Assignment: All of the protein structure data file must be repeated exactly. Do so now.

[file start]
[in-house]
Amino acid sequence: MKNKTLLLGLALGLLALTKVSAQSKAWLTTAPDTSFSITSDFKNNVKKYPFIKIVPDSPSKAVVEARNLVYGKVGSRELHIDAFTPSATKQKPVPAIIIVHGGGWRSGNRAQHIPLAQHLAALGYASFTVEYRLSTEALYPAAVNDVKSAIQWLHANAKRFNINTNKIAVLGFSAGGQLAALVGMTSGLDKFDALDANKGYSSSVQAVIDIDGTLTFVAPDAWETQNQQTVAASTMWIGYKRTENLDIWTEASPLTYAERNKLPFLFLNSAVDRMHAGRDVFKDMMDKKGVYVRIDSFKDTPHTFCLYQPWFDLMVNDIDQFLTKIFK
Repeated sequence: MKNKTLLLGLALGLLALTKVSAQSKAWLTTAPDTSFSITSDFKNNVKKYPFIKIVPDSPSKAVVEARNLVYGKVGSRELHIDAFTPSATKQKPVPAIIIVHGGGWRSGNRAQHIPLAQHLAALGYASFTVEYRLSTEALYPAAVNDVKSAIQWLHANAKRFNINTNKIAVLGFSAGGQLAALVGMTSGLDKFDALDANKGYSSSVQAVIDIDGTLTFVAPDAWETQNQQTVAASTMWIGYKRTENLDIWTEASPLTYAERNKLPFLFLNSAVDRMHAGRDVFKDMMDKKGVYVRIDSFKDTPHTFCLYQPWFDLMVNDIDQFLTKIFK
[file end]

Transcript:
[in-house]
Amino acid sequence: MKNKTLLLGLALGLLALTKVSAQSKAWLTTAPDTSFSITSDFKNNVKKYPFIKIVPDSPSKAVVEARNLVYGKVGSRELHIDAFTPSATKQKPVPAIIIVHGGGWRSGNRAQHIPLAQHLAALGYASFTVEYRLSTEALYPAAVNDVKSAIQWLHANAKRFNINTNKIAVLGFSAGGQLAALVGMTSGLDKFDALDANKGYSSSVQAVIDIDGTLTFVAPDAWETQNQQTVAASTMWIGYKRTENLDIWTEASPLTYAERNKLPFLFLNSAVDRMHAGRDVFKDMMDKKGVYVRIDSFKDTPHTFCLYQPWFDLMVNDIDQFLTKIFK
Repeated sequence: MKNKTLLLGLALGLLALTKVSAQSKAWLTTAPDTSFSITSDFKNNVKKYPFIKIVPDSPSKAVVEARNLVYGKVGSRELHIDAFTPSATKQKPVPAIIIVHGGGWRSGNRAQHIPLAQHLAALGYASFTVEYRLSTEALYPAAVNDVKSAIQWLHANAKRFNINTNKIAVLGFSAGGQLAALVGMTSGLDKFDALDANKGYSSSVQAVIDIDGTLTFVAPDAWETQNQQTVAASTMWIGYKRTENLDIWTEASPLTYAERNKLPFLFLNSAVDRMHAGRDVFKDMMDKKGVYVRIDSFKDTPHTFCLYQPWFDLMVNDIDQFLTKIFK